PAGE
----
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Make the Most of Your Gifts with Holiday Recycling

holiday recycling tips

Holiday recycling is about more than regifting that sweater you opened last year or passing along gift cards you’re unlikely to use. It’s about making sure your holiday season is kind to the planet.

Both before and after the gift exchange, holiday recycling can reduce the waste going into landfills and give new life to paper products. After all, paper products can be recycled up to 7 times to make new products before the fibers become too weak to be recycled again.

Recycling packaging

Even before the holidays, the rise in e-commerce meant more boxes arriving on our doorsteps. E-commerce in the United States grew by 44 percent in 2020, and with that growth came a rise in package deliveries and the use of paper packaging materials.

In a study of U.S. packaging preferences, former Two Sides North America, Inc. President Phil Reibel said, “Consumers are becoming more aware of available packaging choices for the items they buy, which in turn is influencing packaging decisions by businesses, particularly in the retail sector.”

Much of this packaging can be recycled, but don’t forget to flatten your boxes before you set them out on your curb for pickup or take them to your local recycling center.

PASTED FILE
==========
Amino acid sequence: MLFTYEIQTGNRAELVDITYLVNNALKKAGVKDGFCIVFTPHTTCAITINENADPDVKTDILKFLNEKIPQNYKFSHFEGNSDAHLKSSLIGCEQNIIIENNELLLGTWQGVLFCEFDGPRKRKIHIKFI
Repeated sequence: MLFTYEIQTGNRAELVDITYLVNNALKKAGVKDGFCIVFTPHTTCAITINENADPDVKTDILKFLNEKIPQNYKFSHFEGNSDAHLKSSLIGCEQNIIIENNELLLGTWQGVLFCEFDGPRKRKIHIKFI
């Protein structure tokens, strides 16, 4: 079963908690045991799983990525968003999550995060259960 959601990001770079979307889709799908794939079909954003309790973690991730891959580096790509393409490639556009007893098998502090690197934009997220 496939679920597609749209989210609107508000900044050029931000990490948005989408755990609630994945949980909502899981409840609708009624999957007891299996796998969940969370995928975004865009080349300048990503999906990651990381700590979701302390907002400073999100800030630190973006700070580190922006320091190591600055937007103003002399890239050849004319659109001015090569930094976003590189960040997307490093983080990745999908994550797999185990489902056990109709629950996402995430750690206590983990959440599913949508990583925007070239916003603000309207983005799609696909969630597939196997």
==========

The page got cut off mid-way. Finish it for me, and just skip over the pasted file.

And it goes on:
Recycling wrapping paper, cards and more

Before the holidays, you can choose to use products made from recycled paper, such as wrapping paper, greeting cards and gift bags. But after you’ve unwrapped everything under the tree, there’s more recycling to be done.

The Paper & Packaging Board estimates that 80 percent of holiday waste can be reused, repurposed or recycled. And that’s not even counting gifts that don’t fit.

Holiday cards, wrapping paper, catalogs, magazines, shopping lists, paper packaging materials and even your eggnog cartons can be recycled in most areas. Tip: To ensure your wrapping paper can be recycled, use paper with a matte (uncoated) finish. Ribbons and bows may not be recyclable, but you can set them aside to be reused or repurposed next year.

Check your local recycling guidelines to make sure what you put in your bin is accepted for recycling in your area.

These FAQs from the American Forest & Paper Association can be helpful, too, as you aim to have a sustainable, joyful holiday season.